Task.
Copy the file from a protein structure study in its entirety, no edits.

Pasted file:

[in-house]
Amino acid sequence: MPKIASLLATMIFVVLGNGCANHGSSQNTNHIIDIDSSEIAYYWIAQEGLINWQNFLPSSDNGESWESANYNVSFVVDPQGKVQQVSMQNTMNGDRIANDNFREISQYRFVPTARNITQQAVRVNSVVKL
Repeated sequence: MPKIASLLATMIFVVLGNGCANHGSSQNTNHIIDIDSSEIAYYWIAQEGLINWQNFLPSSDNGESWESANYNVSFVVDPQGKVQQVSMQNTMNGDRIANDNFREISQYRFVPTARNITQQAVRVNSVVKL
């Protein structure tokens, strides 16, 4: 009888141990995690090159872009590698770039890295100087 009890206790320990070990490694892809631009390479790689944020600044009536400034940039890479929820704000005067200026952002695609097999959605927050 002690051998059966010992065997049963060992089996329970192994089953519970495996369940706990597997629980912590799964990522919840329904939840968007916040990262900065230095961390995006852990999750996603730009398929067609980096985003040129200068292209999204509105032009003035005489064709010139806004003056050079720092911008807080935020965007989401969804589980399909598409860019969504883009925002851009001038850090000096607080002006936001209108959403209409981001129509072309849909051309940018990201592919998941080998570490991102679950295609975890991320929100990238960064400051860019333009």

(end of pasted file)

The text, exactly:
[in-house]
Amino acid sequence: MPKIASLLATMIFVVLGNGCANHGSSQNTNHIIDIDSSEIAYYWIAQEGLINWQNFLPSSDNGESWESANYNVSFVVDPQGKVQQVSMQNTMNGDRIANDNFREISQYRFVPTARNITQQAVRVNSVVKL
Repeated sequence: MPKIASLLATMIFVVLGNGCANHGSSQNTNHIIDIDSSEIAYYWIAQEGLINWQNFLPSSDNGESWESANYNVSFVVDPQGKVQQVSMQNTMNGDRIANDNFREISQYRFVPTARNITQQAVRVNSVVKL
């Protein structure tokens, strides 16, 4: 009888141990995690090159872009590698770039890295100087 009890206790320990070990490694892809631009390479790689944020600044009536400034940039890479929820704000005067200026952002695609097999959605927050 002690051998059966010992065997049963060992089996329970192994089953519970495996369940706990597997629980912590799964990522919840329904939840968007916040990262900065230095961390995006852990999750996603730009398929067609980096985003040129200068292209999204509105032009003035005489064709010139806004003056050079720092911008807080935020965007989401969804589980399909598409860019969504883009925002851009001038850090000096607080002006936001209108959403209409981001129509072309849909051309940018990201592919998941080998570490991102679950295609975890991320929100990238960064400051860019333009």